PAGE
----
Colin's Cornucopia

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Coin Collecting

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Troughton sketch

Spot the differences
The two coins shown above show the Forth Bridge. The one on the left is genuine and that on the right is fake - it has the wrong date on the other side. But when viewed under a microscope the differences on this side are numerous.
1. The fake has a pronounced lattice-work under the first arch.
2. The circular railway on the fake is much less pronounced.
3. The left hand top beam has much detail on the genuine coin.
4. The top beam is visible through the access arch but not on the fake.
5. The left hand lattice on the approach is much more detailed on the genuine article.
6. There is a ship or object under the central arch, missing on the fake.
7. The pile of stones in the foreground touches the first pier but not on the fake.
8. Some of the uprights on the far side of the first span are visible on the genuine but not on the fake.
9. The deck carrying the rail track is missing from the fake.
10. The stones in the foreground are quite different.

The font on the 'ONE POUND' is fairly good but not quite right. It needs a ruler applied to see it but the railway track has not the right width. In addition, some of the edge characters are not quite right and nearly run off the blank in one place.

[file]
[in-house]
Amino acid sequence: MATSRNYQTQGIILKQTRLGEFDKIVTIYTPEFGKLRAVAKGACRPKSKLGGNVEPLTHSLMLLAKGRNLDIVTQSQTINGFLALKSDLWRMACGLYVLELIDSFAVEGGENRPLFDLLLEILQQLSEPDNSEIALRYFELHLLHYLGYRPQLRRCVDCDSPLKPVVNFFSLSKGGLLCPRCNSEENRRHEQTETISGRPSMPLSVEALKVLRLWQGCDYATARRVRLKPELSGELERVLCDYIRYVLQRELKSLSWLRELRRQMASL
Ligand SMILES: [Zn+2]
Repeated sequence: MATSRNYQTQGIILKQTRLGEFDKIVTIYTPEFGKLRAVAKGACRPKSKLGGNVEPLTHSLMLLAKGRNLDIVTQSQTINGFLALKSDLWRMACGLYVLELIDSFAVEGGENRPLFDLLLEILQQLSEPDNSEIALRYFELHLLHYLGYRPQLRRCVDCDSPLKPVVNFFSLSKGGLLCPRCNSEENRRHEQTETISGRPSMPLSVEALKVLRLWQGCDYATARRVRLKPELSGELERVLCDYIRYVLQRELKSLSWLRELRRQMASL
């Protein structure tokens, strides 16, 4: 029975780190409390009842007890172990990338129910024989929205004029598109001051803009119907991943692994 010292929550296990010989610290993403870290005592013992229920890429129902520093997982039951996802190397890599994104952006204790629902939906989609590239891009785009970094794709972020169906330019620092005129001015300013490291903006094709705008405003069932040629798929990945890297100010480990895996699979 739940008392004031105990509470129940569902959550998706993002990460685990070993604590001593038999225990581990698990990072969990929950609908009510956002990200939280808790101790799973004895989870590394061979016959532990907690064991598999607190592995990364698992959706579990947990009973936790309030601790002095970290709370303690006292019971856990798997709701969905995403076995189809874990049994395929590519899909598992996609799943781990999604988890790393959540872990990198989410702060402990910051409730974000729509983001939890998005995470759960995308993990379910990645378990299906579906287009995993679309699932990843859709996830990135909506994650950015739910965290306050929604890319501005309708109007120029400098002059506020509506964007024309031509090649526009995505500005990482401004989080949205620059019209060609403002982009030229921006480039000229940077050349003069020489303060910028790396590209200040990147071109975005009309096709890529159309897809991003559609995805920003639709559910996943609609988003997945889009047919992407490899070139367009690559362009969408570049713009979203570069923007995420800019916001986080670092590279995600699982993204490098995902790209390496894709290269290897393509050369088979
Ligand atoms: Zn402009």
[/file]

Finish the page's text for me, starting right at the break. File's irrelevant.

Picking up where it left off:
Troughton sketch

On the Obverse
The date on the fake is 2008 and should be 2004. The font is not bad and the differences could be due to wear but the finials look doubtful.  The head has nearly the correct dimensions and placing and the crown is not bad. The hair style is almost completely different but of more-or-less the correct profile. The real facial features actually look a bit like the Queen while the fake looks like a zombie.

The designation IRB under the Queen's head on the genuine coin is matched on the fake but is very faint and seems to say 'squiggle R8'. The characters are protected by the Queen's head so are unlikely to have suffered severe wear. Under much higher magnification the font on the fake has rounded finials while the genuine ones are sharp and pointed.

Something between 1 and 3 percent of one-pound coins are fake and the Royal mint is shortly to introduce a new two-colour design to help prevent forgery.

7th November 2014

Colin Walker

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